War memorials and monuments help us better understand our shared heritage and history. They provide places for reflection where we can mourn and remember. For many Canadians, they also serve as silent reminders of the selfless dedication and sacrifices of our Veterans and the fallen, and our eternal debt of gratitude.
Standing almost 2.5 meters tall, the majestic bronze caribou of the Gallipoli Newfoundland Memorial is no different. It truly is a powerful tribute to the brave Newfoundlanders who served during the First World War.
There are now six bronze caribou monuments located overseas, stretching from Courtrai in Belgium to Gallipoli in Türkiye. Together, they form what is known as the “Trail of the Caribou“-marking some of the most important sites where Newfoundlanders fought and died during the First World War. In Canada, another caribou monument stands in Bowring Park in St. John’s, facing east towards Europe where Newfoundlanders so bravely served.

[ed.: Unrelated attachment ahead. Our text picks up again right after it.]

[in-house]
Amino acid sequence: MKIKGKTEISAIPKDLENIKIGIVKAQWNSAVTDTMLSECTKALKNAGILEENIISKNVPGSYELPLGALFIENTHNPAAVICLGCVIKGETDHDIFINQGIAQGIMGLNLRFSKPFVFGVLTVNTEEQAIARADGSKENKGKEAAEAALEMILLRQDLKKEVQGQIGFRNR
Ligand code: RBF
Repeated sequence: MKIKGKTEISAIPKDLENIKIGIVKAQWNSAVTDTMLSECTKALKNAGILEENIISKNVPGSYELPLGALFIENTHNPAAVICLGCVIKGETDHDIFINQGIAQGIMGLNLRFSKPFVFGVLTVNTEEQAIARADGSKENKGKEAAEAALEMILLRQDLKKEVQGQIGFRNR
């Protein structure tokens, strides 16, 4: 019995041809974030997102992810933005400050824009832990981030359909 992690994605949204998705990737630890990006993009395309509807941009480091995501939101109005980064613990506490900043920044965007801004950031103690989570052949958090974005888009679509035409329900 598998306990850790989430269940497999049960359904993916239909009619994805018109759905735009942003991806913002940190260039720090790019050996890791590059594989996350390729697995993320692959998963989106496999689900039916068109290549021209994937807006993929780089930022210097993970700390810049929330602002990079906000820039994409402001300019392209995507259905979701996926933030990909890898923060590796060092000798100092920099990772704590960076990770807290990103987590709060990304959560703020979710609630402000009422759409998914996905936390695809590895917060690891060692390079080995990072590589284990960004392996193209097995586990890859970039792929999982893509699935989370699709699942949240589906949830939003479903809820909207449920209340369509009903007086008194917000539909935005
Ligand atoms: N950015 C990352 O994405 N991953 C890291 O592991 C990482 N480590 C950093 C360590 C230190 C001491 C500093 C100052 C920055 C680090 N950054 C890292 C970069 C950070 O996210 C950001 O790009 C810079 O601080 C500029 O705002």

Today, the Honourable Lawrence MacAulay, Minister of Veterans Affairs and Associate Minister of National Defence, and the Honourable Andrew Furey, Premier of Newfoundland and Labrador,
participated in the dedication ceremony for the Gallipoli Newfoundland Memorial. They were joined by parliamentarians, representatives of the Government of Newfoundland and Labrador, and other officials from Canada and Türkiye.
While in Türkiye, Canadian officials are visiting commemorative sites in the Gallipoli peninsula to pay tribute to the Newfoundlanders and Canadians, and other Allied and Turkish soldiers, who served there during the First World War.